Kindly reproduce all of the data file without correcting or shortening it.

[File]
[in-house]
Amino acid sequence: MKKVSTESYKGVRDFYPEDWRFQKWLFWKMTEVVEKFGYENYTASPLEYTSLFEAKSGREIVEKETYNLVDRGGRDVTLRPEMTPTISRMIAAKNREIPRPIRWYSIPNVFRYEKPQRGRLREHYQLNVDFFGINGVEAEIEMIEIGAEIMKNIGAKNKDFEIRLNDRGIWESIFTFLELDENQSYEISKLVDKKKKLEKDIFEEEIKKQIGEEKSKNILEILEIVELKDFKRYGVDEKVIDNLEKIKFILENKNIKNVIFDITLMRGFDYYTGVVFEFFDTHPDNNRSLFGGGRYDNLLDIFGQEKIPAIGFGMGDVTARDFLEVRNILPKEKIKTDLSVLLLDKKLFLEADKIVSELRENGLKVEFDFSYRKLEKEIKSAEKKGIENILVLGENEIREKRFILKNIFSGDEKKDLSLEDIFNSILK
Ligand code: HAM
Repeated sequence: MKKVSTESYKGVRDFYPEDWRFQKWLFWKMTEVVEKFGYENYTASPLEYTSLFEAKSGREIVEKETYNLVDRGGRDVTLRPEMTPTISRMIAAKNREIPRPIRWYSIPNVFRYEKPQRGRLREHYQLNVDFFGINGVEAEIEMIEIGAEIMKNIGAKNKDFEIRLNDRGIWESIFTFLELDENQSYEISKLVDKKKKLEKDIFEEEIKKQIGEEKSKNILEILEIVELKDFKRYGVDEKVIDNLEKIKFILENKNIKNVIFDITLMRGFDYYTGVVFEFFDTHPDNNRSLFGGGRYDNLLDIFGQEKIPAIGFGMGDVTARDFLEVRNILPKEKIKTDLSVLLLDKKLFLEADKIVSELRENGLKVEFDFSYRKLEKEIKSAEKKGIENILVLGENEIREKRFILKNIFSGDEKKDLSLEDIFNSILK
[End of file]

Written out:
[in-house]
Amino acid sequence: MKKVSTESYKGVRDFYPEDWRFQKWLFWKMTEVVEKFGYENYTASPLEYTSLFEAKSGREIVEKETYNLVDRGGRDVTLRPEMTPTISRMIAAKNREIPRPIRWYSIPNVFRYEKPQRGRLREHYQLNVDFFGINGVEAEIEMIEIGAEIMKNIGAKNKDFEIRLNDRGIWESIFTFLELDENQSYEISKLVDKKKKLEKDIFEEEIKKQIGEEKSKNILEILEIVELKDFKRYGVDEKVIDNLEKIKFILENKNIKNVIFDITLMRGFDYYTGVVFEFFDTHPDNNRSLFGGGRYDNLLDIFGQEKIPAIGFGMGDVTARDFLEVRNILPKEKIKTDLSVLLLDKKLFLEADKIVSELRENGLKVEFDFSYRKLEKEIKSAEKKGIENILVLGENEIREKRFILKNIFSGDEKKDLSLEDIFNSILK
Ligand code: HAM
Repeated sequence: MKKVSTESYKGVRDFYPEDWRFQKWLFWKMTEVVEKFGYENYTASPLEYTSLFEAKSGREIVEKETYNLVDRGGRDVTLRPEMTPTISRMIAAKNREIPRPIRWYSIPNVFRYEKPQRGRLREHYQLNVDFFGINGVEAEIEMIEIGAEIMKNIGAKNKDFEIRLNDRGIWESIFTFLELDENQSYEISKLVDKKKKLEKDIFEEEIKKQIGEEKSKNILEILEIVELKDFKRYGVDEKVIDNLEKIKFILENKNIKNVIFDITLMRGFDYYTGVVFEFFDTHPDNNRSLFGGGRYDNLLDIFGQEKIPAIGFGMGDVTARDFLEVRNILPKEKIKTDLSVLLLDKKLFLEADKIVSELRENGLKVEFDFSYRKLEKEIKSAEKKGIENILVLGENEIREKRFILKNIFSGDEKKDLSLEDIFNSILK